Winds tipped the balance for a few shallow  naturals overnight above Little Cottonwood, and I'm certain that this is not the full extent of the activity.


      Over the next 24 hours.

What was predictable and manageable yesterday is no more.  The drifts are deeper, wider, perhaps more stubborn, and may even be triggered at a distance.  We've been caught before with just a day of clear weather to quickly weaken the surface snow and/or deposit a thin layer of surface hoar.  It's a different ballgame.  Avalanches are likely in wind loaded  terrain and will be found in a smattering of places well off the ridgeline, in upslope fetch starting zones, cross-loaded breakovers, and other lee terrain. 

You must practice safe travel  procedures, dial it back, and assume that cornices will pull back farther than you think.


      Over the next 24 hours.

The funny business.  The Powderbirds spotted a 8-10' deep crown in upper Mineral Fork of Big Cottonwood that pulled out on Sunday.  4-6" of snow water equivalent is enough to make any snowpack pause.  There are other complexities.  Pre-storm persistent weakness are spotty, but exist all the same.  You'll need to pull out the shovel and saw and from a safe place look at the structure 2-3' down in the upper shady elevations where they sugar wasn't destroyed by wind or rain.  It's in isolated spots, but again, present all the same.  Graupel and another density breaks are  the mostly agreed upon failure planes from Sunday.  These and the other spotty weaknesses are mostly dormant, but may spring to life if triggered by another slide.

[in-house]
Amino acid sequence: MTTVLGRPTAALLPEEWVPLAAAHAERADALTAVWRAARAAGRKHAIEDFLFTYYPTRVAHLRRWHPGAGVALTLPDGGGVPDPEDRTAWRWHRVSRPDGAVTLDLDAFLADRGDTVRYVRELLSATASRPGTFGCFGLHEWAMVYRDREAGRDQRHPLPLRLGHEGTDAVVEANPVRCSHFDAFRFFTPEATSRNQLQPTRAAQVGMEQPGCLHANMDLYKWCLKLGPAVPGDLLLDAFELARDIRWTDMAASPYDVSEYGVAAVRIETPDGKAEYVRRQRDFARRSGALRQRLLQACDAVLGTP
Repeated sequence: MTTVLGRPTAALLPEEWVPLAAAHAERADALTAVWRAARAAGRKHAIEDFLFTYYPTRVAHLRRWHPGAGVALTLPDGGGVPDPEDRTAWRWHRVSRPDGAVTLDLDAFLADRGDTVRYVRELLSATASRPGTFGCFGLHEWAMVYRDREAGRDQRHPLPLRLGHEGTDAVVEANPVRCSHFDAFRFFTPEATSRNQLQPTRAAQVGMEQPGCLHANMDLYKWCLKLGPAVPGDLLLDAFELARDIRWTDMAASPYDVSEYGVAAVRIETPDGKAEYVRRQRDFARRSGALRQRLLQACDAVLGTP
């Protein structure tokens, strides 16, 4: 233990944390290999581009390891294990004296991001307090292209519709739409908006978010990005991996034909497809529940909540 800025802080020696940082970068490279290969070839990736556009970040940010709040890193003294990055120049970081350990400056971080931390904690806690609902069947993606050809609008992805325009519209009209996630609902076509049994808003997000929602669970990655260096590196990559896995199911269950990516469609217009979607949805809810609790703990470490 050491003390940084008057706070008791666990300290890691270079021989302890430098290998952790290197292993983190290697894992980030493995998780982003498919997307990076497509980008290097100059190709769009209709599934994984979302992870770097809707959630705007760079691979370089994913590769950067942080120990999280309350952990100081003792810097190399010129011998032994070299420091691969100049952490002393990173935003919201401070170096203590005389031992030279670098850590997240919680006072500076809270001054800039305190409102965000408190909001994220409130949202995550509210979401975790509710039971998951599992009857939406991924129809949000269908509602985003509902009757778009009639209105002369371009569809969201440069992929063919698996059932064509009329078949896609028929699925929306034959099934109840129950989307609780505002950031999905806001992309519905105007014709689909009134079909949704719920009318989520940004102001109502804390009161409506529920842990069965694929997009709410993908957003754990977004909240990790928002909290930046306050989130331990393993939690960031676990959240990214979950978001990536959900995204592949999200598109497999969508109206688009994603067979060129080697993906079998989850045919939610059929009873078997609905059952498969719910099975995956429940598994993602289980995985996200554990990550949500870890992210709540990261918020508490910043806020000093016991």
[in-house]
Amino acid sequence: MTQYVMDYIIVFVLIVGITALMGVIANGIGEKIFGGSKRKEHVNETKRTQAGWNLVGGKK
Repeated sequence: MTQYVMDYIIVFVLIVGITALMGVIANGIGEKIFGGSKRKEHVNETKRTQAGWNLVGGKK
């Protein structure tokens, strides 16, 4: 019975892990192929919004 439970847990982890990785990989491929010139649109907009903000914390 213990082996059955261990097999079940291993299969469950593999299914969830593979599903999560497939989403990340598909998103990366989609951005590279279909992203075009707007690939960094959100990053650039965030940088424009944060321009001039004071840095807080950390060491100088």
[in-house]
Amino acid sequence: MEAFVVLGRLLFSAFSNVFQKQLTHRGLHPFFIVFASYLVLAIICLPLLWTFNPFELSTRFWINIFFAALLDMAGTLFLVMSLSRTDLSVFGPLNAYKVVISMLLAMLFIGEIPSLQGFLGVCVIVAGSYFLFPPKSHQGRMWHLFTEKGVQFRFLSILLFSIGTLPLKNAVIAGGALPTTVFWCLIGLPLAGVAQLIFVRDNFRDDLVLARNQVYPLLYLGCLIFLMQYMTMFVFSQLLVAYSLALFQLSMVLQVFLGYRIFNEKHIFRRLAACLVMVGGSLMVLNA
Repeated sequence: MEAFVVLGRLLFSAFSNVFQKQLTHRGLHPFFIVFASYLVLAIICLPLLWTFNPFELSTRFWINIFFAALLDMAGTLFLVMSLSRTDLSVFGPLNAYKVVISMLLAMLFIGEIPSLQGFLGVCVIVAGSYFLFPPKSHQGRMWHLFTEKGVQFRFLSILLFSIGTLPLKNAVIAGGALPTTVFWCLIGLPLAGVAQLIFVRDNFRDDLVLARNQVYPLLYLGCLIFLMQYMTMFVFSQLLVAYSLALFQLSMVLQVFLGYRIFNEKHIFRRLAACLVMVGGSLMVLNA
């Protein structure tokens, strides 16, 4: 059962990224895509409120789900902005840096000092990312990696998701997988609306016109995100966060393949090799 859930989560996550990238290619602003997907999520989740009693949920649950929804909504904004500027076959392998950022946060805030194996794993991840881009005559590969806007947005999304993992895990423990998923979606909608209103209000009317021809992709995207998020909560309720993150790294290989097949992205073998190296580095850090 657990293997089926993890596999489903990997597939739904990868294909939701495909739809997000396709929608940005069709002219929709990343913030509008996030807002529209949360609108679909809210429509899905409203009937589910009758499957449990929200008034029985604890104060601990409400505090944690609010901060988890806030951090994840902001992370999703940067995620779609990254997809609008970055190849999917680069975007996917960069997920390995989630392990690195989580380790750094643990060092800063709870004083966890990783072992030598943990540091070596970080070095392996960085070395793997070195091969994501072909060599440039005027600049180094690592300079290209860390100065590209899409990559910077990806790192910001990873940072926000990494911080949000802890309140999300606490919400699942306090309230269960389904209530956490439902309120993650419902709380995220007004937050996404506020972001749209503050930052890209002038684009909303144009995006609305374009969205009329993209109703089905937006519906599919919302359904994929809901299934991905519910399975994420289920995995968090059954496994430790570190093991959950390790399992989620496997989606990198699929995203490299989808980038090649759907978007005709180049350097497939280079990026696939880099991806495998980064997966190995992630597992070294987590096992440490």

We'll see up to 6" of snow today, but the winds will hold court, blowing 35-45mph with gusts to 60 and above.  Temps will be in the upper teens.  The winds should start to calm early tomorrow as the disturbance moves by and we start to see some clearing weather.  A dry cold front drops down on Saturday with high pressure on tap for next week.


 Wasatch Powderbird Guides operations planning page is here.


The last of the Beaver Mountain Discount tickets have been reduced to $35, with all proceeds going to the Friends of the Utah Avalanche Center.  Click HERE for details.



The Friends of the Utah Avalanche Center is hosting a Level 2 avalanche class in February which is now open for registration by going to the Black Diamond retail store.  More information is HERE.